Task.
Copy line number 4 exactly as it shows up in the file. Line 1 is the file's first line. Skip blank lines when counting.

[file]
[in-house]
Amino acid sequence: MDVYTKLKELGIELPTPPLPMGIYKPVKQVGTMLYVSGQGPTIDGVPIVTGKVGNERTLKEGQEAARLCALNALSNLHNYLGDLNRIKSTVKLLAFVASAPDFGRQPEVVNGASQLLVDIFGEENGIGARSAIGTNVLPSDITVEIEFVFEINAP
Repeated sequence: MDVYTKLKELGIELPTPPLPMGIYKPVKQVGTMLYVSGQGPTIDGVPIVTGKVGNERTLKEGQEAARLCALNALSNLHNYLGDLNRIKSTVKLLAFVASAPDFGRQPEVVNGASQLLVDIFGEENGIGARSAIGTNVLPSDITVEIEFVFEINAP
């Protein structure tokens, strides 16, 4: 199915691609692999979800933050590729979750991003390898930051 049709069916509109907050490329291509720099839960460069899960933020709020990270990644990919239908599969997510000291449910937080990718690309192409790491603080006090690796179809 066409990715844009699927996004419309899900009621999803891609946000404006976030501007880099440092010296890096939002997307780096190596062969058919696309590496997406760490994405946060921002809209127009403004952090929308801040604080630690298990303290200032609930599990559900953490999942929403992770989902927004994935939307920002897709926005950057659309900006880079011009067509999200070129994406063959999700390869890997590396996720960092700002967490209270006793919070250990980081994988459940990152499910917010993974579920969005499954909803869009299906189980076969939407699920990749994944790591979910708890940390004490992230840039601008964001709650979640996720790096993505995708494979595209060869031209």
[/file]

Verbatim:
């Protein structure tokens, strides 16, 4: 199915691609692999979800933050590729979750991003390898930051 049709069916509109907050490329291509720099839960460069899960933020709020990270990644990919239908599969997510000291449910937080990718690309192409790491603080006090690796179809 066409990715844009699927996004419309899900009621999803891609946000404006976030501007880099440092010296890096939002997307780096190596062969058919696309590496997406760490994405946060921002809209127009403004952090929308801040604080630690298990303290200032609930599990559900953490999942929403992770989902927004994935939307920002897709926005950057659309900006880079011009067509999200070129994406063959999700390869890997590396996720960092700002967490209270006793919070250990980081994988459940990152499910917010993974579920969005499954909803869009299906189980076969939407699920990749994944790591979910708890940390004490992230840039601008964001709650979640996720790096993505995708494979595209060869031209």